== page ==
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Career fairs: How some companies 'precruit'

Many companies look for packaging professionals at schools with packaging curricula, and some successful companies begin the process before students even graduate.

At Kraft Foods? Tarrytown, NY, development laboratories, co-op students work side-by-side with experienced professionals like Ri
At Kraft Foods? Tarrytown, NY, development laboratories, co-op students work side-by-side with experienced professionals like Ri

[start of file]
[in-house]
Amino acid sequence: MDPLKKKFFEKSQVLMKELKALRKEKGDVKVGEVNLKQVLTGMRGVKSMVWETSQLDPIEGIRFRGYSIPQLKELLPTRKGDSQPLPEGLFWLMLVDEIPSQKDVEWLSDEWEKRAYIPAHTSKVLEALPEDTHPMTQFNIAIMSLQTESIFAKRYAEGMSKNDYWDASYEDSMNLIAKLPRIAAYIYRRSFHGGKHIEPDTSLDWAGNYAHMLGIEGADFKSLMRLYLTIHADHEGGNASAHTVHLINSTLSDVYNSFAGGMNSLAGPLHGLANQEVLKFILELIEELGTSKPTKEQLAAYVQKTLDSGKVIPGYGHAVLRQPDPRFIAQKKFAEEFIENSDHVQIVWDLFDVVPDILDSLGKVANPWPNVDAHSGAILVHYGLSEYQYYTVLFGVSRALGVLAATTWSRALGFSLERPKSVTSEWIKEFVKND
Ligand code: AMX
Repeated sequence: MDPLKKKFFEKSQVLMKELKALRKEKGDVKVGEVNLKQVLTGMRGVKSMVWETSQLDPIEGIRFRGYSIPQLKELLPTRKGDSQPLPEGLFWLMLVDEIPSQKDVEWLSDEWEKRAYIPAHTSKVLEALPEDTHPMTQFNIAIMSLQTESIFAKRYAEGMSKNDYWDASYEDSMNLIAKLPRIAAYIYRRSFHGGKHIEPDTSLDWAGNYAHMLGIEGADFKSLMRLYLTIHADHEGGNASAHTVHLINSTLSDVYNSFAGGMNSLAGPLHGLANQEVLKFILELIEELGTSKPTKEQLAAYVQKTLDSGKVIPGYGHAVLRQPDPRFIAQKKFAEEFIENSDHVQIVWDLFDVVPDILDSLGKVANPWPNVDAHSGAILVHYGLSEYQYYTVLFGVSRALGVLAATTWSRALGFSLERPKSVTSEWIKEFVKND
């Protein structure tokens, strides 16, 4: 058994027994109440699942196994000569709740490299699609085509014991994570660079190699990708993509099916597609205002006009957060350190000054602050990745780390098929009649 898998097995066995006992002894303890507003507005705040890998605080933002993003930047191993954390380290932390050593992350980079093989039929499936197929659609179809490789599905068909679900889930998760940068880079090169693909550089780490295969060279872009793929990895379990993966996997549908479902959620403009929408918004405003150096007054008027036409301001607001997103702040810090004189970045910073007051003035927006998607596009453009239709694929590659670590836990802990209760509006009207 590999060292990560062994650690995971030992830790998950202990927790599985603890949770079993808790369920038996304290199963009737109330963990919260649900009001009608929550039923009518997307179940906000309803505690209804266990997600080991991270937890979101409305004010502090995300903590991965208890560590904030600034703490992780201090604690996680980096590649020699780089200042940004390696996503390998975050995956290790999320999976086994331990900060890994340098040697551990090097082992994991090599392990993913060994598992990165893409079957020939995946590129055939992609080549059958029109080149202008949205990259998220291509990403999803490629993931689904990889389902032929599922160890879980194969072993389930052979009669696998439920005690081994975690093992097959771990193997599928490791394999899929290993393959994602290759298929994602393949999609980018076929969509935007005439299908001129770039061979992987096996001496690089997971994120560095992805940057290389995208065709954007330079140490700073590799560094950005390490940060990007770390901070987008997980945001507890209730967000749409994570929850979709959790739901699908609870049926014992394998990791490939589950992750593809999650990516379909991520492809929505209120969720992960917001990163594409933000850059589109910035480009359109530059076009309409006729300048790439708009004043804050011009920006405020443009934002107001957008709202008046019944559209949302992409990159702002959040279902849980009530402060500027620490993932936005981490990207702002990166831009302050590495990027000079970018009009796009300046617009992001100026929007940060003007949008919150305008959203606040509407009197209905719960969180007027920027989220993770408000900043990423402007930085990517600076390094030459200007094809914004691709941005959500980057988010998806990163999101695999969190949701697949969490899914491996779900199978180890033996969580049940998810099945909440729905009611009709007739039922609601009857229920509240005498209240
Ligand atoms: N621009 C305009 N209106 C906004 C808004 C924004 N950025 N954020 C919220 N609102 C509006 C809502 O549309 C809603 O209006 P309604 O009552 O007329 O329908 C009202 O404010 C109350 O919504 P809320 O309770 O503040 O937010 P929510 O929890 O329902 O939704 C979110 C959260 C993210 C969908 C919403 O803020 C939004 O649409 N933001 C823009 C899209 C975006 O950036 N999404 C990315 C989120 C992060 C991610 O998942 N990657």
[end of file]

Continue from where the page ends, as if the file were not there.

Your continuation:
Interns and co-ops-undergraduate students who work for companies for college credit-are becoming a major source of entry-level packaging professionals for manufacturers. Michigan State University, East Lansing, MI, is the grand-daddy of collegiate packaging programs, and it holds career fairs for its students and graduates twice a year. To gauge the value of career fairs in packaging, Packaging World talked to some companies that participated in MSU's career fair held in the spring of '98. At that two- to three-day event on MSU's campus, more than 70 companies sent representatives to meet with both students and graduates. Those companies represented a relatively even mix of manufacturers and suppliers. Our contacts focused on packaged products companies looking to find new packaging people. Two companies who regularly participate in the MSU career fair, Kraft Foods, Northfield, IL, and Carter Wallace, Cran<> bury, NJ, specifically seek to identify and hire interns or co-op undergraduates for six months of on-the-job training and work while undergraduates. Although the two companies' needs and emphases are far different, their goal is the same: finding capable students who can assist the companies while the students gain first-hand information about commercial packaging at major companies for course credit. Richard Kaufman, associate technology principal at Kraft Foods' Tarrytown, NY, laboratory, says that Kraft offers students the "experience" of living near New York or Chicago. "We're looking primarily for research people. It's all under packaging research, and we're looking for co-ops, not full-timers. We consider the co-ops to be potential full-timers because practically all our entry-level positions are filled by former co-op students," Kaufman says. At the spring fair, Kraft sent a team of five packaging people, headed by Kaufman. As it has done for several years, Carter Wallace dispatched Ren Klawson, its director of package development, to look for a single intern. "We have what I call a permanent rotating internship here," says Klawson. "So I went to the MSU career fair in search of a six-month intern. Every six months, we recruit a new person to give them a chance to learn about the packaging business. Primarily we seek junior-level students, and they get credit for the six months' work here. "We look for someone who is a hands-on type individual with a good work ethic. We look for intelligence, dexterity with numbers, one that can learn quickly and produce for us. GPA [grade point average] is important to us; it's one of the criteria we use." For Kraft Foods, the goal is much more ambitious, and so is its investment. "What makes this interesting so far as MSU goes is that I'm not an alumnus," Kaufman admits. "We're probably the largest group out at the MSU career fair, and I think we hire the most people. We don't recruit only for our Tarrytown location, we have people in the group from Glenview [IL], too. We're mixing and matching them for both locations. Some students prefer Chicago, some want the excitement of the 'Big Apple.'" Preparation a key Some companies seem to feel that a career fair is simply setting up a booth, bringing some materials and waiting for candidates to come to them, Kaufman notes. "Our philosophy has always been more aggressive than that. Even when the labor market was not tight. "We do our homework on the market, on the students, and we work in advance. We get résumés ahead of the career fair, and we evaluate them, so we're prepared for the students. Before we arrive, we know some of the students that we feel warrant our special attention." Carter Wallace's investment was far more modest. "I went to the career fair by myself," Klawson says. "Some of the other companies were far more aggressive and brought teams of people. Many also had fabulous displays about their company's products and packaging. Our display is very nice, too. But other companies had very professional exhibits with extra lighting. "We're pretty much a personal-care products company now. We still have one pharmaceutical company in our mix, but it's not significant in the overall company mix. We're in the Carter Products end of the business. I only do personal-care packaging, so that's the field I try to find an intern for. Our products include Arrid, Trojan, Nair and Pearl Drops." MSU's career fair is more critical to Kraft. "This is a very serious program that both rewards the company and the candidates," Kaufman emphasizes. "Sure, we've been doing this a long time, but it's not just a function of time. Rather it's a matter of how well we're organized to do this. The credit for building this program really goes to Dick Fizzell, who is Kraft's director of packaging and engineering design." Helping them fit in No matter the skill level, both company representatives admit that students often need adaptive help. "After a month or so, I've found these students feel right at home," says Klawson. "Some interns are nervous for the first week or two, but we help them get acclimated. "We have a nice informal environment here; it's one of the advantages to having a smaller department. This really helps them to become relaxed, to fit in rather rapidly. And to begin to produce. And all these students stay in touch. I get calls from them, no matter where they are in their careers. They regularly give me progress reports on who they work for and what kinds of work they're involved in. "And I've had parents call me to thank me, saying 'What you did for my son is fantastic!'" Kraft's Kaufman says that some students have been sheltered, but Kraft's program is designed to put them at ease. "We put them up in what could almost be called luxury housing, much better than what they're used to on campus. We assign the equivalent of an RA [resident assistant] who takes care of them through the six months," he says. "Over the last few years, our co-op program has developed into a much better, formalized program. And the candidates that we get are almost uniformly strong people. "The ones that really benefit from the co-op experience are those that step out of that and are looking for something new. So we really offer the chance to work in a professional environment. They have access to all of the benefits, all of the latest testing equipment, the most experienced colleagues in the industry. To them, it becomes almost an industrial university." Like Carter Wallace, a co-op student with Kraft goes through a six-month internship. The student would probably be a junior, although not necessarily, and most are planning to graduate within a year or 18 months. Kraft doesn't require specific food courses, but those courses may help them. Previous internships help, too. "There's no question that the market for students is tight," says Kaufman. "It's really competitive out there now. But that pendulum really swings. A few years ago, it was like, 'We're Kraft, come and get us.' But it's not that way now. "We look for co-op students twice a year, and our program lasts six months. We go to MSU, we make contacts with professors, we study the programs that the students are taking. Not all of the people we're looking at are in the School of Packaging. We look for good people who are interested in packaging." More than just knowledge "We need a person with good bench testing skills, but we also want a candidate who can express him or herself on a piece of paper, too," Carter Wallace's Klawson points out. "Our intern will interface with a wide variety of people in our company and get projects done, like setting up a line test for a specific package or component. So we look for a fair amount of maturity in our interns." Kraft's Kaufman agrees. "Typically, the people that we hire want to come out to Chicago or New York and want to develop themselves. They are people that have an assertive personality, they have a maturity, and we have an intuitive kind of feel for that because our team has been together in the interviewing for a number of years now. "So we have that experience with our interview team. And we could probably see fairly quickly that certain individuals will work out. And when they do, they get the opportunity to travel for the company [at the beginning with a supervisor]. And if they can handle it, they go out on their own because the supervisor is really needed elsewhere." At the end of Kraft's program, its co-op students are required to make a major, professional presentation on a project they have worked on. Carter Wallace's internships are less formal. "We require our interns to do regular, frequent reports-and we rely on that information that they develop," Klawson states. "Plus, we make an assessment of these skills and help them improve these reports over their internship. But we don't require any ending presentations." Comparing the experience What do co-ops or interns do? Says Kaufman: "We try to get them involved in the company. Not just in the technical world, but also in the business end." Kraft expects them to attend meetings, not only with others in packaging, but also with people from the other various functional areas, like marketing. This, Kaufman says, helps them learn what it would be like to really work in a big company, and Kraft is the biggest in foods. "We want them to get a feel for what a big corporation is all about, and how people work here, how they communicate with each other. We think of it as a real overall experience." Klawson echoes those comments. "We also work with our interns so they understand how to communicate effectively with the various departments within our company, whether it's marketing or purchasing or technical services. As quickly as we see them developing, we let them do that on their own. We give them individual assignments, we let them do technology searches. 'Here's a new idea. Check it out and see if it might fit our business somewhere.' "We also try to give them an education in what it costs to make a package." Kraft closely monitors the development of each co-op student. "We get a lot of very good work out of them during their six months. In fact, if they have the talent, some of these students can grab hold of a project and we really depend on their results. Once they sign on to a project, they travel all over the country. Naturally, we hold their hands a bit at the beginning," he reports. Working with vendors "Our interns work on many different projects. They're involved in marketing meetings and design meetings," Klawson explains. "We take them out to vendors so they can see processes from laminating and converting of flexible packaging to injection molding, blow molding and even tube manufacturing. We're very fortunate in that New Jersey has a wide range of packaging manufacturers within 200 miles," he points out. Kraft doesn't restrict itself only to students in packaging. "We're not exclusively looking for people from the packaging science. We've also been looking for people with the chemical engineering backgrounds, material sciences. We see them as well, especially in the fall when the engineering career fair is held. So we get a mixture of different disciplines," Kaufman notes. "Certainly we look for people who are serious about packaging, and those are people in the school. We've had very good experience with chemical engineers lately, and it's word of mouth at school that gives us access to the right people." For example, polymer science and material science students will be exposed to differing technologies. Kraft blow-molds some of its own packaging, so co-ops will learn about high-density polyethylene or whatever resin is involved. The co-ops will see firsthand what's it's like at vendors, too, Kaufman says, to learn about thermoforming and other polymers. "Some materials science people are very interested in that. Some hadn't seriously considered packaging as a career choice at their schools," he adds. Converting into full-time hires PW asked these "recruiters" about how frequently an intern or co-op was eventually hired as a full-time packaging professional. Carter Wallace's Klawson says his company's record is very modest. "I did convert one intern into a full-timer here," he says. "But I've not been able to do that with most others. In converting an intern into a full-time hire, timing is everything. Usually, we weren't hiring when our intern needed to find full-time work. We've been downsizing, and in the last year, I lost a position in my department." Despite that, Carter Wallace could consider an intern for a full-time slot when Klawson retires next May. His replacement will probably come from the current staff, so a replacement for that person would be needed. PW asked if an intern would be considered. "I really don't know," he says, "but a really strong intern would be a possibility." "Our conversion rate is very good. Since 1994, we've had thirty-nine co-ops and we eventually hired twelve on as full-time people. I think that's amazing. This means about one-third of the co-ops are eventually hired. And I can't see from this list any other entry-level jobs that were filled from any other resource," reports Kaufman. Kaufman recalls one co-op who was hired recently, from a chemical engineering background at MSU. "We had a co-op student who was very involved in polymer start-up work at a plant. I worked with her, and the contribution that she made as a co-op really helped the project quite a bit. This person ended up being hired as a full-time packaging person. "We have a lot of success stories," Kaufman concludes, "because this program is like an 'incubator' for our packaging and engineering people. Recruiting doesn't end when a student becomes a co-op; it really just begins."